I suggest adding something like this:

"An article can include a list of a few radio and/or TV stations that focus on local news and information, and those in non-English-speaking regions that provide news and information in English."

I'm not that concerned about mentioning news in other languages as the primary audience for English Wikivoyage is people who understand English. Spanish media outlets should be included in Wikiviajes. Ground Zero (talk) 01:56, 28 November 2019 (UTC)

That makes sense to me. I would say "news and entertainment in English", not just information. —Granger (talk · contribs) 02:06, 28 November 2019 (UTC)
Agree with the general discussion above on having a small list of useful English language stations. Would like to add my own experience on the topic. Local TV works to some extent in North America, although easier enough to find on hotel TVs. Radio I find more useful for regions, use if on long road trip as useful for traffic and weather reports. What I am finding more useful to get a good feel for an area and what are trending topics in an area are local Twitter feeds. --Traveler100 (talk) 06:59, 28 November 2019 (UTC)
Done. I added some text to WV:Where you can stick it and WV:Listings using the phrasing suggested by Ground Zero. --Bigpeteb (talk) 20:42, 29 November 2019 (UTC)

Tours in demanding environment[edit]

I would like clarification on tours where most travellers would need to hire a guide, but where this is not a requirement, and some travellers could go on their own. We have:

  • If a traveller could fulfill the substance of the tour on their own, the tour should not be listed.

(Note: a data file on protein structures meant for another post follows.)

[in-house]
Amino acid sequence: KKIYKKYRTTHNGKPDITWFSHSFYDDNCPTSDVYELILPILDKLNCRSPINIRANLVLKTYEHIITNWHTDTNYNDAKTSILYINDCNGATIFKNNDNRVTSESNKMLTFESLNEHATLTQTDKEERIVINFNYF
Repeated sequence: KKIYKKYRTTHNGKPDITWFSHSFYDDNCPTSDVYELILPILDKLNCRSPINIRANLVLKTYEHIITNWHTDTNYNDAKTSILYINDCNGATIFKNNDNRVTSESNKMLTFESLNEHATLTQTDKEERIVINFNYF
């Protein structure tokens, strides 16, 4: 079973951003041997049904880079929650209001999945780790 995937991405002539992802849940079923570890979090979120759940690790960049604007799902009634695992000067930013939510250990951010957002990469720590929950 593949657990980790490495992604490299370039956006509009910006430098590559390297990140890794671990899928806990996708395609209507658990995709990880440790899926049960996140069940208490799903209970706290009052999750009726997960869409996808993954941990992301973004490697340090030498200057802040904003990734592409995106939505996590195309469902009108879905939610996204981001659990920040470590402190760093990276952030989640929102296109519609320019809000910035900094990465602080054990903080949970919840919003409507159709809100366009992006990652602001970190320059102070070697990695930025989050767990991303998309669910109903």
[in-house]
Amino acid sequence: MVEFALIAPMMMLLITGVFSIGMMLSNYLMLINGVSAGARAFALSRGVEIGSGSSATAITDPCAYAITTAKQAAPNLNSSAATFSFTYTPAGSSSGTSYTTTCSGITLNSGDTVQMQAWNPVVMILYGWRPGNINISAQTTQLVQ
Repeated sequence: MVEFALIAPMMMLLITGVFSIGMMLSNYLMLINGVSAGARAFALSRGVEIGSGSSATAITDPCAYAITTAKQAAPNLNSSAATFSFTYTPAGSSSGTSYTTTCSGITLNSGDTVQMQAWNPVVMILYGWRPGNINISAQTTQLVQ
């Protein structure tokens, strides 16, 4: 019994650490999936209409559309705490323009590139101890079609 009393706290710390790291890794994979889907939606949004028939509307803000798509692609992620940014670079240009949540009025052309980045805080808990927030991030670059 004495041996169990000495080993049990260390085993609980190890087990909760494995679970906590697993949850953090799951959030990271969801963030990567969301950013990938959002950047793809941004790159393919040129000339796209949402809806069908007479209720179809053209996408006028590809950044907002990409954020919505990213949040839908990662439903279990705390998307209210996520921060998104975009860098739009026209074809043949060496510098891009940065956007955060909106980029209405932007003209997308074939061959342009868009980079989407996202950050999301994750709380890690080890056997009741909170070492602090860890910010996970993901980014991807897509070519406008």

• If the tour operator is providing [booking] or general travel planning then it should not be listed.
  • Always list tour operators if they are requisite to visit a certain area. Examples include tours required by law [...] and tours required due to exceptional danger (e.g., war zones and extreme environments such as the Amazon, Antarctica, Space, etc).

So what about places where I'd let some 13-years old go on their own, but wouldn't let my guests unless I know they have the needed experience? This includes many canoeing and hiking trips. I cannot see them (the ones I have in mind) qualifying as exceptionally dangerous like Antarctica, Space or a war zone, but it is a pity if our readers skip the Nuortti hike just because we didn't give the right pointers, or go without guide and give more job for the outworked volunteers at Trolltunga.

Perhaps we should skip "exceptional danger" and just say something like "too demanding or dangerous for most travellers to go on their own".